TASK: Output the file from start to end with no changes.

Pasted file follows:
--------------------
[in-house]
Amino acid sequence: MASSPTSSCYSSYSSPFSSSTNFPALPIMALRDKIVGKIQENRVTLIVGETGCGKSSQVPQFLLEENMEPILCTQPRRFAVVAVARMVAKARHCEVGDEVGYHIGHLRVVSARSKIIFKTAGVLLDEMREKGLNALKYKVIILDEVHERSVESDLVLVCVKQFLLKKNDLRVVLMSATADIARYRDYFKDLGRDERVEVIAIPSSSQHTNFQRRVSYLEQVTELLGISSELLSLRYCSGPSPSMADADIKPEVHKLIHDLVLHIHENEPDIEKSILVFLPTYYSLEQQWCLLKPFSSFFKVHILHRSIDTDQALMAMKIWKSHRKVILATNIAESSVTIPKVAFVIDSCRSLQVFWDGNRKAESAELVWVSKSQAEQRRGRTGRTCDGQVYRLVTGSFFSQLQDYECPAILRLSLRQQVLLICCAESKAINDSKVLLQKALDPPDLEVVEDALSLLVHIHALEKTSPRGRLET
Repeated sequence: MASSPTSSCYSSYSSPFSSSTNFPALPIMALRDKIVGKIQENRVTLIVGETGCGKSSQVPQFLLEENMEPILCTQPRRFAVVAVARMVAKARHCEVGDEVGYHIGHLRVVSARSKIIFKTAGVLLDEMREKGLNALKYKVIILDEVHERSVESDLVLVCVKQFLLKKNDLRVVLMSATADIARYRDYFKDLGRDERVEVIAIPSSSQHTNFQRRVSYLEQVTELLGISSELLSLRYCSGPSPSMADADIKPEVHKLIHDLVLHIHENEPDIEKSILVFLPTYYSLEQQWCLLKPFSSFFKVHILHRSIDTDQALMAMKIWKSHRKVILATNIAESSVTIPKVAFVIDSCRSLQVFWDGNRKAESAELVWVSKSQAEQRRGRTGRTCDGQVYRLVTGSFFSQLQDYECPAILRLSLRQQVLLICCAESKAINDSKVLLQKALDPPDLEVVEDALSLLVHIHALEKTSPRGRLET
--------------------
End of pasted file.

[in-house]
Amino acid sequence: MASSPTSSCYSSYSSPFSSSTNFPALPIMALRDKIVGKIQENRVTLIVGETGCGKSSQVPQFLLEENMEPILCTQPRRFAVVAVARMVAKARHCEVGDEVGYHIGHLRVVSARSKIIFKTAGVLLDEMREKGLNALKYKVIILDEVHERSVESDLVLVCVKQFLLKKNDLRVVLMSATADIARYRDYFKDLGRDERVEVIAIPSSSQHTNFQRRVSYLEQVTELLGISSELLSLRYCSGPSPSMADADIKPEVHKLIHDLVLHIHENEPDIEKSILVFLPTYYSLEQQWCLLKPFSSFFKVHILHRSIDTDQALMAMKIWKSHRKVILATNIAESSVTIPKVAFVIDSCRSLQVFWDGNRKAESAELVWVSKSQAEQRRGRTGRTCDGQVYRLVTGSFFSQLQDYECPAILRLSLRQQVLLICCAESKAINDSKVLLQKALDPPDLEVVEDALSLLVHIHALEKTSPRGRLET
Repeated sequence: MASSPTSSCYSSYSSPFSSSTNFPALPIMALRDKIVGKIQENRVTLIVGETGCGKSSQVPQFLLEENMEPILCTQPRRFAVVAVARMVAKARHCEVGDEVGYHIGHLRVVSARSKIIFKTAGVLLDEMREKGLNALKYKVIILDEVHERSVESDLVLVCVKQFLLKKNDLRVVLMSATADIARYRDYFKDLGRDERVEVIAIPSSSQHTNFQRRVSYLEQVTELLGISSELLSLRYCSGPSPSMADADIKPEVHKLIHDLVLHIHENEPDIEKSILVFLPTYYSLEQQWCLLKPFSSFFKVHILHRSIDTDQALMAMKIWKSHRKVILATNIAESSVTIPKVAFVIDSCRSLQVFWDGNRKAESAELVWVSKSQAEQRRGRTGRTCDGQVYRLVTGSFFSQLQDYECPAILRLSLRQQVLLICCAESKAINDSKVLLQKALDPPDLEVVEDALSLLVHIHALEKTSPRGRLET